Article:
Anthony Minichiello ... off the hook. Photo: Getty Images
THE ARL Commission has moved to ensure players who are implicated in incidents similar to the one involving Anthony Minichiello last weekend will be charged in future with dangerous contact, rather than striking.
The general reaction to the judiciary's decision to find Minichiello not guilty of a grade-three striking charge at a hearing on Wednesday night has been one of amazement.
The three-man panel could have only found Minichiello guilty if they believed he had either intentionally or recklessly struck Canberra fullback Josh Dugan in last Saturday's game at Canberra Stadium, but dangerous contact brings the careless option into consideration as well.
The ARLC's director of football operations, Nathan McGuirk, said last night: ''After reviewing the judiciary decision, the way we charge similar incidents in the future will change.
''The match review committee charged this incident in accordance with how these matters have been normally charged for a long time. The player was obviously able to raise an argument he wasn't intentional or reckless, and under the code careless can't constitute a striking charge, and the panel found him not guilty.
''We have asked the match review committee to in future use the dangerous contact charge where evidence is likely to suggest there is any doubt about the intent of the action. We learn from these things, and we want to make it clear that any contact with the head of an opponent is something we're determined to act upon.''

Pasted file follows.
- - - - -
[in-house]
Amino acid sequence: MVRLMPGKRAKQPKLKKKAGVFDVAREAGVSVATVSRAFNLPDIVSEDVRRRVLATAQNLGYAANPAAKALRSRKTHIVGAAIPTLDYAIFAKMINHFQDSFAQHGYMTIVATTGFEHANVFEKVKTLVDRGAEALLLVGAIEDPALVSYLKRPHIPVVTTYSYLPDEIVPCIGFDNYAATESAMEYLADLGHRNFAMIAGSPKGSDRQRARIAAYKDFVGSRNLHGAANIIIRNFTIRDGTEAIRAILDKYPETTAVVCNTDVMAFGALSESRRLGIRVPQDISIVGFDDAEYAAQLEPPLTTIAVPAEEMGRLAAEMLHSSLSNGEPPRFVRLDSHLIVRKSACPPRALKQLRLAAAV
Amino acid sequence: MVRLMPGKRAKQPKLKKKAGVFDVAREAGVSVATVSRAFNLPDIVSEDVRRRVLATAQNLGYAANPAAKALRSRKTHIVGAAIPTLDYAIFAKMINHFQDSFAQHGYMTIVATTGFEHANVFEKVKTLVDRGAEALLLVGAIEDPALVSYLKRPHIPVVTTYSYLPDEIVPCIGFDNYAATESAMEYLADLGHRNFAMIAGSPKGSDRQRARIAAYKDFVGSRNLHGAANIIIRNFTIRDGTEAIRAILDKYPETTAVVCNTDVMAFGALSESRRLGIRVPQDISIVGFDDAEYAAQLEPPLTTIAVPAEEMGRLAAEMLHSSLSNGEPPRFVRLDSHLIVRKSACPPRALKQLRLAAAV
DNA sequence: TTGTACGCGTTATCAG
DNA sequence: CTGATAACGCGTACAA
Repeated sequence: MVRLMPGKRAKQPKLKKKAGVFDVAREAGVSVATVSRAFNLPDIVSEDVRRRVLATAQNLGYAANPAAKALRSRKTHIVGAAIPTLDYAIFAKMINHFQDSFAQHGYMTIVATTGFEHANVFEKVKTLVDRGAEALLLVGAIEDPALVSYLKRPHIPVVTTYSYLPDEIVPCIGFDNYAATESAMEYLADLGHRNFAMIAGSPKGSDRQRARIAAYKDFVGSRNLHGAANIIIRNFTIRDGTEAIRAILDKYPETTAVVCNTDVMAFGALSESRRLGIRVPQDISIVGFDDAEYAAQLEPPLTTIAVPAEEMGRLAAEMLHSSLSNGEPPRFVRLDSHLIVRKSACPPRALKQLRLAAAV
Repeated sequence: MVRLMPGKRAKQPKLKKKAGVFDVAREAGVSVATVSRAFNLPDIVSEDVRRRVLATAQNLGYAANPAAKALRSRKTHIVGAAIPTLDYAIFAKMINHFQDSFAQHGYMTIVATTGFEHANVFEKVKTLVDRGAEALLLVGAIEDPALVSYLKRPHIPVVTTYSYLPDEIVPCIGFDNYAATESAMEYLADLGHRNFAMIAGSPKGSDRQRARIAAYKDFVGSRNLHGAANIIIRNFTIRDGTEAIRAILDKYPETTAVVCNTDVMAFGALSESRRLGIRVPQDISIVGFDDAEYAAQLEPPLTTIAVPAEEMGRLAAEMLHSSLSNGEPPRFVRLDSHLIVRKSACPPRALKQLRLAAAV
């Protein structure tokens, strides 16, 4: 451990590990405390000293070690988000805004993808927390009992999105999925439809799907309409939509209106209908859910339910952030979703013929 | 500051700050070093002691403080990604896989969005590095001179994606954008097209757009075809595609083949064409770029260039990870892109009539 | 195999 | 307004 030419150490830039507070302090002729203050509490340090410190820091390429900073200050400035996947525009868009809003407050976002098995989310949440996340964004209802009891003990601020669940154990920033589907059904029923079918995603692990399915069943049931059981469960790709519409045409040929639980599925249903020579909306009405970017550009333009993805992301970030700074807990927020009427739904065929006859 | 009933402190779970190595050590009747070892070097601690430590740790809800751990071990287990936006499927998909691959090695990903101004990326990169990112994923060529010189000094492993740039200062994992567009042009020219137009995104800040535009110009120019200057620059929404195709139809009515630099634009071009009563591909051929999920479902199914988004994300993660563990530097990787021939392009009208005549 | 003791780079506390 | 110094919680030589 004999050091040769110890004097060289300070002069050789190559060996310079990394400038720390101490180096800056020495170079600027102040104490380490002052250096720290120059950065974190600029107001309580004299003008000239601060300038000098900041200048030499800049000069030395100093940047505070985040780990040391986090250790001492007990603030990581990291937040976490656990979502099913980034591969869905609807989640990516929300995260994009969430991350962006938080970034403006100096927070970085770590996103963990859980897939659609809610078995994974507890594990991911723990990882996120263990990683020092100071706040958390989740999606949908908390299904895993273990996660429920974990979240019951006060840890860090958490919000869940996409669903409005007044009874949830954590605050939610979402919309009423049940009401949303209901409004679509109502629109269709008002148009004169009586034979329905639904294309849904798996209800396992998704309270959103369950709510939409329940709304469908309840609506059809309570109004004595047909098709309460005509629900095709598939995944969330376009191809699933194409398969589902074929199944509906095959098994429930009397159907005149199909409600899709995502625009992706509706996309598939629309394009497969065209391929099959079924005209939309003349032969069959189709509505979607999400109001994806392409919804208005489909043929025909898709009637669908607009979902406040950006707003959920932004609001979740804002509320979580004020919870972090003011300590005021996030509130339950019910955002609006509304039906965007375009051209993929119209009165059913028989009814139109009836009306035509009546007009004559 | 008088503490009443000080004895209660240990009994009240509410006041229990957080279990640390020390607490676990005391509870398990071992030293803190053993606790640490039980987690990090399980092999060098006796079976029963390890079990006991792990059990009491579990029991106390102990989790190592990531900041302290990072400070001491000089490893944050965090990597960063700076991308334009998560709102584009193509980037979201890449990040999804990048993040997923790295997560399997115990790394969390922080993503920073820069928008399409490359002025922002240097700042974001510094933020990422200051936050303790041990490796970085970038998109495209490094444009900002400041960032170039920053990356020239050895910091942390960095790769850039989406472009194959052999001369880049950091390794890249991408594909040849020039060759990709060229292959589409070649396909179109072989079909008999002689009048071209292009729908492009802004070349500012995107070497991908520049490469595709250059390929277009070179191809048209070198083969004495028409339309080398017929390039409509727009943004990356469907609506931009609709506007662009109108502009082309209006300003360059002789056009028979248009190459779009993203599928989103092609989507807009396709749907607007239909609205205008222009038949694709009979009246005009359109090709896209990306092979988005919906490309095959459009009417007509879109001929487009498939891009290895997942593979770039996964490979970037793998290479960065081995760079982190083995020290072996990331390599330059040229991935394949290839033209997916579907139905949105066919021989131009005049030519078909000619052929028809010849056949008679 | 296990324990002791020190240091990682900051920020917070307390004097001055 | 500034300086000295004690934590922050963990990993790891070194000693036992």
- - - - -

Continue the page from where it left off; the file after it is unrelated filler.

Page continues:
The fact Minichiello was able to avoid a suspension despite having made contact with his forearm to Dugan's head, injuring the player, is widely regarded as a bad look for the game.
Minichiello had missed with an attempted tackle on Dugan, who ran through it, and he then leapt spectacularly into a second attempt in which he lost control.
There was criticism of the match review committee in league circles yesterday for not hitting Minichiello with a charge that could stick. However, that was based on misinformation in some of the reporting on the hearing, which suggested the panel had to find Minichiello guilty of intentionally striking Dugan. It could have been intentional or reckless.
The Herald understands the match review committee firmly believes a striking charge was appropriate based on the fact the Roosters fullback could have been judged to have recklessly made contact.
Clearly, the judiciary panel could not be convinced.